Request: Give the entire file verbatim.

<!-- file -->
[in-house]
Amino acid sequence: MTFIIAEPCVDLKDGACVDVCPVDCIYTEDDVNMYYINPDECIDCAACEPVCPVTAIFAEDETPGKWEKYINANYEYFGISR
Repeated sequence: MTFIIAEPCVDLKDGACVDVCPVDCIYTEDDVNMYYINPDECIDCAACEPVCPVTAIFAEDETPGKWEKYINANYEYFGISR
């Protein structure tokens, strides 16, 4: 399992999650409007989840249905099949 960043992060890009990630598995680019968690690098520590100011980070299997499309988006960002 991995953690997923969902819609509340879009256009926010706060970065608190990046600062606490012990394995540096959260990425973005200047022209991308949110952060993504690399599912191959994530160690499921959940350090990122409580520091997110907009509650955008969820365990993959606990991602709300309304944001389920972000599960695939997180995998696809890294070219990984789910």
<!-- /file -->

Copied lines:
[in-house]
Amino acid sequence: MTFIIAEPCVDLKDGACVDVCPVDCIYTEDDVNMYYINPDECIDCAACEPVCPVTAIFAEDETPGKWEKYINANYEYFGISR
Repeated sequence: MTFIIAEPCVDLKDGACVDVCPVDCIYTEDDVNMYYINPDECIDCAACEPVCPVTAIFAEDETPGKWEKYINANYEYFGISR
């Protein structure tokens, strides 16, 4: 399992999650409007989840249905099949 960043992060890009990630598995680019968690690098520590100011980070299997499309988006960002 991995953690997923969902819609509340879009256009926010706060970065608190990046600062606490012990394995540096959260990425973005200047022209991308949110952060993504690399599912191959994530160690499921959940350090990122409580520091997110907009509650955008969820365990993959606990991602709300309304944001389920972000599960695939997180995998696809890294070219990984789910």